At the beginning of this month, I felt like I had a plan for everything. I was majoring in Government, and I had a Plan A career path and Plan B career path. I told myself that majoring in both Latin American & Latino Studies (LALS) and Government would be great and beneficial. I love my LALS major and the classes I have taken for it. The thought of taking other Government classes that did not relate to Latin America, however, bored me. But I believed it was the best decision.
Being the over-achieving and ambitious person that I am, I thought through a few different plans for my future career. If Plan A didn’t work, it was okay because I had Plan B. Plan A consisted of working in the U.S. Department of State- more specifically, in the Bureau of International Narcotics and Law Enforcement. My plan was to, later in my career, become the Under Secretary for Civilian Security, Democracy, and Human Rights, and eventually the Secretary of State. Plan B was similar but instead, I would be in the U.S. Department of Justice, where I would work as a DEA attorney at the Office of Chief Counsel. Then, I planned to become the DEA Deputy Director, followed by the DEA Administrator, Deputy Attorney General, and finally, the Attorney General of the United States of America. My plans sounded beautiful to me, but I never asked myself why I had those goals.
However, during the EMERGE Scholar Summit, I learned one of the biggest and most needed pieces of advice/information. The whole event was amazing. I was reunited with EMERGE Scholars and EMERGE staff, met some amazing people in the networking session, and attended great sessions. Nonetheless, one thing stood out the most for me. One of the sessions, led by Judy Le, was about finding our strengths and values, and connecting them with the what. Essentially, we would find the why before we find the what. It was that moment when I realized that many of my goals did not have a reason other than “That sounds awesome!”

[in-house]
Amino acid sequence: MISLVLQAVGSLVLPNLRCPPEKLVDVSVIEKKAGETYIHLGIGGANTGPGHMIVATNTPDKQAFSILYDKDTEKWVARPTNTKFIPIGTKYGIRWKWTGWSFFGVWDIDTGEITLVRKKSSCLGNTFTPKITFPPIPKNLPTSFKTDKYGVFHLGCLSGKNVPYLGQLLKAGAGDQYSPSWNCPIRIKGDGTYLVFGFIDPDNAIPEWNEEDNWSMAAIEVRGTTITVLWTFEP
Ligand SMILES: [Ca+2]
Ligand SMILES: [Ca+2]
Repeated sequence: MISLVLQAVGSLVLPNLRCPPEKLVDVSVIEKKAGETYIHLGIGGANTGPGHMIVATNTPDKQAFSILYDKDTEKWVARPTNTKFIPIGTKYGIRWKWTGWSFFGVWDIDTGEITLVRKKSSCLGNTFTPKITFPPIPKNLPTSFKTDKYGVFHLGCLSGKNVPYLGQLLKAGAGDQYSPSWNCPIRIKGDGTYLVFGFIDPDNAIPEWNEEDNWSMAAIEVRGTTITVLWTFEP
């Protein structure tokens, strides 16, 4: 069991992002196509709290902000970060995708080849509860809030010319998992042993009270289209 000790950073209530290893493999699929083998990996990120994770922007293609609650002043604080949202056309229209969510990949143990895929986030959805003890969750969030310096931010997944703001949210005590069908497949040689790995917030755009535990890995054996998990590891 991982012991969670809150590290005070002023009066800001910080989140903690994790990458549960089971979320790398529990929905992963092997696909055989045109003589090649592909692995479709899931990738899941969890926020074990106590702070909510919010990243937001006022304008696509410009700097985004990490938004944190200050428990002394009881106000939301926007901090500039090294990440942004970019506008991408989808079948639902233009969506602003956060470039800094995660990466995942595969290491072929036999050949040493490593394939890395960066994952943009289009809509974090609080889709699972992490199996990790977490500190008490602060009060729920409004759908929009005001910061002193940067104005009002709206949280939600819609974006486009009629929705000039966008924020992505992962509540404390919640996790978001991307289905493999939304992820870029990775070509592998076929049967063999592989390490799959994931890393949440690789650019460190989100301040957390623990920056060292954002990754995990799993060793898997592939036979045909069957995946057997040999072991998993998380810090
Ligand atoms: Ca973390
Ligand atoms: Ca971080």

The minute I got home, I deleted my goals from my notes (yes, I had them written down on my notes) and decided to start from the beginning, asking myself the winning question: Why? I decided to change my Government major to a minor because after asking myself why I was majoring in Government, I noticed it was not actually something I enjoy completely. I had many why’s for my LALS major: I love learning about the cultures, languages, political and economic systems, and societies across the many countries. I find the differences and similarities fascinating. I just love it. Government - not so much.
Sure, now I may not have a plan and I do like plans, but now I feel a bit more prepared to ask the tough questions. I still have no idea what I want to do when I grow up, but I do know that I possess strengths and values that will help guide me.
Karen Banda is an EMERGE College Scholar and a current sophomore at Smith College. She is also the Founder and President of the EMERGE Scholar Board.